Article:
I am by nature some what of a homebody and read a lot. I also for many years, over 50, did a lot of genealogy research. I've pretty much run through all the research I can do so that didn't use up any of the time now on my hands. Luckily I had become an AFOL, Adult Fan of Lego, and that helped fill my time. 

At first I had thoughts of designing my own builds once I had a lot of bricks but I soon found my brain just doesn't work that way. I love building the sets and do some minor adapting of builds and build small stuff ... very small stuff sometimes. I do like coming up with stories for my builds and the minifigures.

We have only a small amount of display space so I soon had to unbuild ... deconstruct ... some of my builds to make room for others. Which keeps me even busier and out of trouble.

Almost immediately after I finished the blog I posted last week, FedEx showed up with my current LEGO order, shown at left, a minifigure from the current set and two small sets, #40516 Everyone Is Awesome and #76386 Polyjuice Potion Mistake, a Harry Potter set.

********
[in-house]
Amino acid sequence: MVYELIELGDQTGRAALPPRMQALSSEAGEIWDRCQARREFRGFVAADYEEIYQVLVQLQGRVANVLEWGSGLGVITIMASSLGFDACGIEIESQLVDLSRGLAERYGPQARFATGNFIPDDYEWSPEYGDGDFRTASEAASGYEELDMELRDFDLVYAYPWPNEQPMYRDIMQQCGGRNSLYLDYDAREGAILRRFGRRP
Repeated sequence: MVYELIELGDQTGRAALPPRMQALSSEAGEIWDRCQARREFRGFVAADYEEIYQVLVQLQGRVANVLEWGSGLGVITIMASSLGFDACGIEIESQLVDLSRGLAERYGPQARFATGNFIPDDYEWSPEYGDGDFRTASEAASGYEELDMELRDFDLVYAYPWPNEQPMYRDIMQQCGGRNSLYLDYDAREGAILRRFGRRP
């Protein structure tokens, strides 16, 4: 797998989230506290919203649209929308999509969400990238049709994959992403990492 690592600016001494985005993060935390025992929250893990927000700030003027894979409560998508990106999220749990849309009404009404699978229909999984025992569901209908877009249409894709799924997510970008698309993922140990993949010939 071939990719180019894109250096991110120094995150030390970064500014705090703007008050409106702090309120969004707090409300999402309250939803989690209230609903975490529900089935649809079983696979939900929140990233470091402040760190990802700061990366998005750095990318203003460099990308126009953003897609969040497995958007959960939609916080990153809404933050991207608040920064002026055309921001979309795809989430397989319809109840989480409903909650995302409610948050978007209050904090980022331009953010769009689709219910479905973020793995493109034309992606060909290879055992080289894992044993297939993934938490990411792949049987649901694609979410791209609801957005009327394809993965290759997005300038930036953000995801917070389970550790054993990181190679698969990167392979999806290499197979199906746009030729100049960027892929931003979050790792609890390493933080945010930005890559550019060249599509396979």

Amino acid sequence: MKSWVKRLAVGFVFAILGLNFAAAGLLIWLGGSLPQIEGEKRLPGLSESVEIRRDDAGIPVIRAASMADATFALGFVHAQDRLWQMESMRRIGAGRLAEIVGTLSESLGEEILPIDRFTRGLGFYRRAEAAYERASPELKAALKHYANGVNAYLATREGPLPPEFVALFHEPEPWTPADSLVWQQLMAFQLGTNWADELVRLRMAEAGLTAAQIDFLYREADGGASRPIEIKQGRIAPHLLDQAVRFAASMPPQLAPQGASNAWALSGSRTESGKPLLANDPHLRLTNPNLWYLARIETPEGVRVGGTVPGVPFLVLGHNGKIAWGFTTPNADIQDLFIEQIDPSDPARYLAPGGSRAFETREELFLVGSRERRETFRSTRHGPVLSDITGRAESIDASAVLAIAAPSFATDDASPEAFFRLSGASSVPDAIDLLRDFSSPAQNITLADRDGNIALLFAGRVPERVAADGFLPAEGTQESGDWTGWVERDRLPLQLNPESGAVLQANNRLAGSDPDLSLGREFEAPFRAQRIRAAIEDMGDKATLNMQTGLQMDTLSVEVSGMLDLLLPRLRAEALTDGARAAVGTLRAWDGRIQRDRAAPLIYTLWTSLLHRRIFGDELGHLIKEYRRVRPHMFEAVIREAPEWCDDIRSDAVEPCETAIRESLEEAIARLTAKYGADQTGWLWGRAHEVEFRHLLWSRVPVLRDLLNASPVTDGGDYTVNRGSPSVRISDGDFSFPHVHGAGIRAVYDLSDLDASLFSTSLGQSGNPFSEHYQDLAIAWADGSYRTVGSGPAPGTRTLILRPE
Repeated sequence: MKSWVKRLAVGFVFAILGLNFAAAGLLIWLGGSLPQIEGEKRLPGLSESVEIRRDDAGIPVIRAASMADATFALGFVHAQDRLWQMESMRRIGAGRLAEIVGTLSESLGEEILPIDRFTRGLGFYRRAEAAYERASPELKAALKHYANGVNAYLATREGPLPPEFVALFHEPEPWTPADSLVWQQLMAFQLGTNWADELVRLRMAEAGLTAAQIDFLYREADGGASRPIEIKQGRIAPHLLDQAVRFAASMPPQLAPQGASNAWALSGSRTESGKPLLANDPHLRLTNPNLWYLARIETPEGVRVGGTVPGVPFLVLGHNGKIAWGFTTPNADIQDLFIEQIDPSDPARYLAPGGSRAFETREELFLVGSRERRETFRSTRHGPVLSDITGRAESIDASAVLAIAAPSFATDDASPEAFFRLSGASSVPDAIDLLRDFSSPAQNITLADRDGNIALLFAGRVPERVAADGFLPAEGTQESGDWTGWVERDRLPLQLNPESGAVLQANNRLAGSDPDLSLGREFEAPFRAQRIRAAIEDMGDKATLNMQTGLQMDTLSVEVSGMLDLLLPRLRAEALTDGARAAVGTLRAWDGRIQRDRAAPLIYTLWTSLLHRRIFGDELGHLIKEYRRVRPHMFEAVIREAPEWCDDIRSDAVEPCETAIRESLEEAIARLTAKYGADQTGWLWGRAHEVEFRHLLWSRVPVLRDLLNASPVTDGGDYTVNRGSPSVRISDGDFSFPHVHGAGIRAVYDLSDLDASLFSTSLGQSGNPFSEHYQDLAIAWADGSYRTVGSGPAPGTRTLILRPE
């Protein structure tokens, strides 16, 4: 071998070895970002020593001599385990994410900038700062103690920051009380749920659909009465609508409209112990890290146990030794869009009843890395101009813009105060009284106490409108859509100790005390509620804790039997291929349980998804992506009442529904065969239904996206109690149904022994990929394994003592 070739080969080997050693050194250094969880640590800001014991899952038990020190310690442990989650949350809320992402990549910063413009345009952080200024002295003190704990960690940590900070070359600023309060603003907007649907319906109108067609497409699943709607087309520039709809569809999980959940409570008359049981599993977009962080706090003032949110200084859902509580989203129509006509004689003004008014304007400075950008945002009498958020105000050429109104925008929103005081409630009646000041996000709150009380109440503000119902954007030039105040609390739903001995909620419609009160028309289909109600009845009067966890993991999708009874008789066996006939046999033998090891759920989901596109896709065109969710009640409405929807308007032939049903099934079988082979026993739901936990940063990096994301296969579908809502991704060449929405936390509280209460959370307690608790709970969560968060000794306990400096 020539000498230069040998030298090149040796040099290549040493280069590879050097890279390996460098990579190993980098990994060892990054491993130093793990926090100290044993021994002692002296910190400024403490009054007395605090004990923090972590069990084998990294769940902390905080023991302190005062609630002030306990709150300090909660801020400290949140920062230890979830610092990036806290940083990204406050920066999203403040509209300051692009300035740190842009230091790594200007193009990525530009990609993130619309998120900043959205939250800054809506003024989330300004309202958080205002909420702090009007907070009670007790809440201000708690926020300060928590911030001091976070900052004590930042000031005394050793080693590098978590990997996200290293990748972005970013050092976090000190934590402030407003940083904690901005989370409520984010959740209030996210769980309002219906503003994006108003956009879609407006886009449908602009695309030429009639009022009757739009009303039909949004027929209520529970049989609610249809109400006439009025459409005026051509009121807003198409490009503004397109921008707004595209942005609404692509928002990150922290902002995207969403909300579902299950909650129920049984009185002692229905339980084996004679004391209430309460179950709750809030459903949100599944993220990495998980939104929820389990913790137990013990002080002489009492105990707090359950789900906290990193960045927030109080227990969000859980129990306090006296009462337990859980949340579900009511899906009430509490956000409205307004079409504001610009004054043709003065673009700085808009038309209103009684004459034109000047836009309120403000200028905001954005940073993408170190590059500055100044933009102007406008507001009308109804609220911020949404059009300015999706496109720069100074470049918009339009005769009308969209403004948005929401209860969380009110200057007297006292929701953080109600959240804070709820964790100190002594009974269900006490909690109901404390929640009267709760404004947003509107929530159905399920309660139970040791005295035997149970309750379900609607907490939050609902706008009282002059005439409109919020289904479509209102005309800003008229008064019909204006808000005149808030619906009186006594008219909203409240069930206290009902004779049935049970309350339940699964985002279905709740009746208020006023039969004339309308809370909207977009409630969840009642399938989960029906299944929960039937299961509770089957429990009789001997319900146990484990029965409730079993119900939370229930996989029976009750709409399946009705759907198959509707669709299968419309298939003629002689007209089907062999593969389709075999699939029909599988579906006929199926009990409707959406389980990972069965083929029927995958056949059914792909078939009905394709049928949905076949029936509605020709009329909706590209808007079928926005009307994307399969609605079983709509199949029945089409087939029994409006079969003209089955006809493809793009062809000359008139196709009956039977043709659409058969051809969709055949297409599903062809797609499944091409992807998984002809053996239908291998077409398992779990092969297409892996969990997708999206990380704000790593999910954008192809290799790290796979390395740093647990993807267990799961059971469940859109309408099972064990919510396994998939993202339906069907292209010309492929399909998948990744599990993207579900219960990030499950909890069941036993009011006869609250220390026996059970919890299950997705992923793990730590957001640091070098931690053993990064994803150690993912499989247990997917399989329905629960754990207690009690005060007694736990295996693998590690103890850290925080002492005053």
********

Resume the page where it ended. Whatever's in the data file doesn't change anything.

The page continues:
Every Year, LEGO puts out a collectible set of minifigures as well as some superhero and Looney Tunes sets. To bump the order up a little to make the free shipping threshold I included one minifigure from the current series #21

These figures are random and from the packaging one never knows what you'll get. This time around I got Airplane Girl which comes with a choice of either hair as shown or a flying helmet with goggles as can be seen on her left.

The first one I got from this series (12 in the series) was the BeeKeeper guy. I now have five different minifigures but of the seven remaining there is only one I really want and that is the Castaway guy. I guess people hoping for the ones they want is what keeps people buying them!

The Harry Potter set is a small one and is one of the ones that comes with an opening method I do NOT like although I have to admit it works better than many similar. 

You have to push down on the semi-circle and then pry open the rest of that end of the box to get the set open. Most sets have small bits of tape instead that are easy to cut open. I much prefer those.

The sets generally come with numbered bags of pieces. As this is a small set, there are only two and the piece with stickers is small, with three mirror stickers.